The MSU Sprinkling Infiltrometer: A Device to Measure Time-to-Ponding

by Patricia A. Crowley, Michigan State Univ, United States,
Andrew H. Granskog, Michigan State Univ, United States,
George E. Merva, Michigan State Univ, United States,

Document Type: Proceeding Paper

Part of: National Water Conference


Time-to-ponding can be determined quickly and with minimal disturbance to the soil surface by the use of a sprinking infiltrometer developed at Michigan State University (MSU). Solenoid valves controlling each of six nozzles mounted on a horizontal boom approximately 1 m above the ground surface are used to produce constant but selectable water application rates ranging from about 10 to 75 mm/h. Each nozzle delivers water over a 1 m diameter site with a coefficient of uniformity greater than 85%. Water is applied until surface ponding covering an area approximately 25 mm in diameter is observed. Log-log regression analysis is used to model the time-to-ponding (infiltration) curve from which the predicted application rates that would just result in ponding after 60 minutes of irrigation are predicted for various tillage, soil, and machine traffic conditions.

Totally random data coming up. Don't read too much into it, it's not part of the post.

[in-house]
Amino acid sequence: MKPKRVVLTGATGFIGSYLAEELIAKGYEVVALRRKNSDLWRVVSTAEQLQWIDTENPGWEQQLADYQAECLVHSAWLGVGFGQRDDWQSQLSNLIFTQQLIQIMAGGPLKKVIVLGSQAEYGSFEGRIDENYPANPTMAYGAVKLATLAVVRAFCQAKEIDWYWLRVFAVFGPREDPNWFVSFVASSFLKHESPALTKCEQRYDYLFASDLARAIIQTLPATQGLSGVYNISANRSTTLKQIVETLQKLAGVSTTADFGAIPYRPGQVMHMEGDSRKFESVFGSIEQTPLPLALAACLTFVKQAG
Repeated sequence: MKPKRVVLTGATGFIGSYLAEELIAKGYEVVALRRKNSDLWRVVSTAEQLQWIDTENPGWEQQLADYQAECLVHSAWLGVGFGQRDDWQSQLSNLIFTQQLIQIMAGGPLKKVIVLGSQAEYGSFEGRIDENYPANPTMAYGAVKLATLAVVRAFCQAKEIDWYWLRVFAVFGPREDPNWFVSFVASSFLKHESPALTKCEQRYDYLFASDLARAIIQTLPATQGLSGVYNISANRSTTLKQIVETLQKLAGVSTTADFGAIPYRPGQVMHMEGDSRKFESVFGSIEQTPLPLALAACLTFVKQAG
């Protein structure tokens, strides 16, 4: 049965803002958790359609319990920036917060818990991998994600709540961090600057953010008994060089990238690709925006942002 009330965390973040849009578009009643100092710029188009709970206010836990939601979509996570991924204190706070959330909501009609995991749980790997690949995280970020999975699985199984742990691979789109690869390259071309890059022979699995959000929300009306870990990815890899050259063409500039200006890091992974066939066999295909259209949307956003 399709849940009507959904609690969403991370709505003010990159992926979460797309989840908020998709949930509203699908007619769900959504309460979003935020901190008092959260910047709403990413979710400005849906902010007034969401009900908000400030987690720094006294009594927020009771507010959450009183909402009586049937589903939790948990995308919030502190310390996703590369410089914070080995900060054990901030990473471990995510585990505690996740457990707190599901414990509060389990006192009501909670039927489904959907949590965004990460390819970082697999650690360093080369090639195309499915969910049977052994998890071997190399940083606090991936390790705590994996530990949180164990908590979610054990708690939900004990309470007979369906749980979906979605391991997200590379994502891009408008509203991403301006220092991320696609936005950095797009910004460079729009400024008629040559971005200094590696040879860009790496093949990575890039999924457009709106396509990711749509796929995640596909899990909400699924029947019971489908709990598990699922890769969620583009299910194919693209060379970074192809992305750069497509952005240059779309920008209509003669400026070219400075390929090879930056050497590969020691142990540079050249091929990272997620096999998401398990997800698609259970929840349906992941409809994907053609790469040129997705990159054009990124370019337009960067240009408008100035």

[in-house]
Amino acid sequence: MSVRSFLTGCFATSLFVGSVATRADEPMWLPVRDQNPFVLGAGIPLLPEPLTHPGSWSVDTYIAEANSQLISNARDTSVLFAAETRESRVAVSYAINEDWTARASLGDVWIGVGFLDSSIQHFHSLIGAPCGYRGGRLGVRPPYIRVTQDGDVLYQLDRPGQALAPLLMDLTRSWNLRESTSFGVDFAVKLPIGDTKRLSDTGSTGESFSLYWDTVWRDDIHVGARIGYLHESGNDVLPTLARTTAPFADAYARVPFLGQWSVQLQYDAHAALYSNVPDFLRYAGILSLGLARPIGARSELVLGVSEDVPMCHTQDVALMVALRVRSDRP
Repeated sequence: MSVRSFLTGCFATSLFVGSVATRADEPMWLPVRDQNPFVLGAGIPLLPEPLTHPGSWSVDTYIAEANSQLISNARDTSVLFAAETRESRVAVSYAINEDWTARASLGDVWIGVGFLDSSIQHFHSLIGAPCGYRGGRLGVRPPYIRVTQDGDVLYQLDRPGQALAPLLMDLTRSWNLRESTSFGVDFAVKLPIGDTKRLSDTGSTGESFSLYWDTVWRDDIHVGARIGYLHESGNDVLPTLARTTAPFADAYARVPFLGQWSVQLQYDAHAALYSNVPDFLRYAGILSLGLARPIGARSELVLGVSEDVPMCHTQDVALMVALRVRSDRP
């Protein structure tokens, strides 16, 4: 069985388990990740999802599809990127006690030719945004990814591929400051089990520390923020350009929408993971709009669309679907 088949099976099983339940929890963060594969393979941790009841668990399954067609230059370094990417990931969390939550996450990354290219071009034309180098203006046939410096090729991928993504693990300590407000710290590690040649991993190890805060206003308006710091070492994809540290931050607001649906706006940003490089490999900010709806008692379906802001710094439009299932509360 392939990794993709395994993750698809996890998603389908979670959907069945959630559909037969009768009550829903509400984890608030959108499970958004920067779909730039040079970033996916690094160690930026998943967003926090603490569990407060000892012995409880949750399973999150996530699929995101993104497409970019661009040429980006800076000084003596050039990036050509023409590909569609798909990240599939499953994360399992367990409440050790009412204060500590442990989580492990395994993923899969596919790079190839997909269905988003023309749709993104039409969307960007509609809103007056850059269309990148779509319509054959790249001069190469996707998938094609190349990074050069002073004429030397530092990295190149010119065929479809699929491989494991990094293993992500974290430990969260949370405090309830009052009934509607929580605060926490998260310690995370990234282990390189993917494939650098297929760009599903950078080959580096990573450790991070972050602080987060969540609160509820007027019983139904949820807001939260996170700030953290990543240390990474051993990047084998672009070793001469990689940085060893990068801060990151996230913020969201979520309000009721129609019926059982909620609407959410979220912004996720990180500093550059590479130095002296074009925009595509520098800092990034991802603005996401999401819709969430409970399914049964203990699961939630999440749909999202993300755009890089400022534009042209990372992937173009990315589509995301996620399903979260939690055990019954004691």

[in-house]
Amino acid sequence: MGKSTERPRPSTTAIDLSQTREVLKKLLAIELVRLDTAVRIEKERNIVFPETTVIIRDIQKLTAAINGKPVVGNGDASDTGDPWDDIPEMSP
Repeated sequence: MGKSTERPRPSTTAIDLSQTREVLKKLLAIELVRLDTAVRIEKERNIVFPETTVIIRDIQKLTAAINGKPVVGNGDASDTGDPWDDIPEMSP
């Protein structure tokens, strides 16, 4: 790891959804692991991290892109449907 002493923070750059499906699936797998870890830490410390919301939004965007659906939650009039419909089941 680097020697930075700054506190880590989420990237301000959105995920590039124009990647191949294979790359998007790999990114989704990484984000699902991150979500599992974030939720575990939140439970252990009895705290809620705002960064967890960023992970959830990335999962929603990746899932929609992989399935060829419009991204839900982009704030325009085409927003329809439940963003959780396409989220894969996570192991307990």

Subject Headings: Traffic models | Infiltration | Irrigation | Regression analysis | Soil analysis | Traffic analysis | Mathematical models | Compacted soils

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